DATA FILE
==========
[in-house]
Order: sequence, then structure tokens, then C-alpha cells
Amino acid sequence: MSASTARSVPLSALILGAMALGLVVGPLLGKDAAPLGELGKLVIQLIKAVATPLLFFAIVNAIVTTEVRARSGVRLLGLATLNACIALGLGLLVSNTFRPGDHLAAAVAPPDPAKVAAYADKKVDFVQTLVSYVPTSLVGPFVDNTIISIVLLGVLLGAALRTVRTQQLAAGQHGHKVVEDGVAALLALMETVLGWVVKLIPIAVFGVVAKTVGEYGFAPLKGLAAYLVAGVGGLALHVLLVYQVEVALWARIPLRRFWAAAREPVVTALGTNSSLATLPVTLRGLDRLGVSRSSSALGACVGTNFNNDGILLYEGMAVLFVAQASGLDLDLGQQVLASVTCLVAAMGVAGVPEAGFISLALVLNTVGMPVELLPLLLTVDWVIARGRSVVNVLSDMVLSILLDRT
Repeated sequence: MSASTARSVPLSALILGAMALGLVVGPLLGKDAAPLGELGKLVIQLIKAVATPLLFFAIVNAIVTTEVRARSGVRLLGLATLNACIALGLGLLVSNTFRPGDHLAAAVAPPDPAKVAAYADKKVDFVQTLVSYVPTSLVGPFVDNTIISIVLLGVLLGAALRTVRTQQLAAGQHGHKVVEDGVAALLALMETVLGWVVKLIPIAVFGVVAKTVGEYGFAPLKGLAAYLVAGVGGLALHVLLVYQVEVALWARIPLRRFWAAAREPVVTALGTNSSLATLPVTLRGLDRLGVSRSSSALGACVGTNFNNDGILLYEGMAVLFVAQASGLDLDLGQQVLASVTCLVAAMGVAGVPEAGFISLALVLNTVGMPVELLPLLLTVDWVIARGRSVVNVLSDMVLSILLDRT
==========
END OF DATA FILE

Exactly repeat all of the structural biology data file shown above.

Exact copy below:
[in-house]
Order: sequence, then structure tokens, then C-alpha cells
Amino acid sequence: MSASTARSVPLSALILGAMALGLVVGPLLGKDAAPLGELGKLVIQLIKAVATPLLFFAIVNAIVTTEVRARSGVRLLGLATLNACIALGLGLLVSNTFRPGDHLAAAVAPPDPAKVAAYADKKVDFVQTLVSYVPTSLVGPFVDNTIISIVLLGVLLGAALRTVRTQQLAAGQHGHKVVEDGVAALLALMETVLGWVVKLIPIAVFGVVAKTVGEYGFAPLKGLAAYLVAGVGGLALHVLLVYQVEVALWARIPLRRFWAAAREPVVTALGTNSSLATLPVTLRGLDRLGVSRSSSALGACVGTNFNNDGILLYEGMAVLFVAQASGLDLDLGQQVLASVTCLVAAMGVAGVPEAGFISLALVLNTVGMPVELLPLLLTVDWVIARGRSVVNVLSDMVLSILLDRT
Repeated sequence: MSASTARSVPLSALILGAMALGLVVGPLLGKDAAPLGELGKLVIQLIKAVATPLLFFAIVNAIVTTEVRARSGVRLLGLATLNACIALGLGLLVSNTFRPGDHLAAAVAPPDPAKVAAYADKKVDFVQTLVSYVPTSLVGPFVDNTIISIVLLGVLLGAALRTVRTQQLAAGQHGHKVVEDGVAALLALMETVLGWVVKLIPIAVFGVVAKTVGEYGFAPLKGLAAYLVAGVGGLALHVLLVYQVEVALWARIPLRRFWAAAREPVVTALGTNSSLATLPVTLRGLDRLGVSRSSSALGACVGTNFNNDGILLYEGMAVLFVAQASGLDLDLGQQVLASVTCLVAAMGVAGVPEAGFISLALVLNTVGMPVELLPLLLTVDWVIARGRSVVNVLSDMVLSILLDRT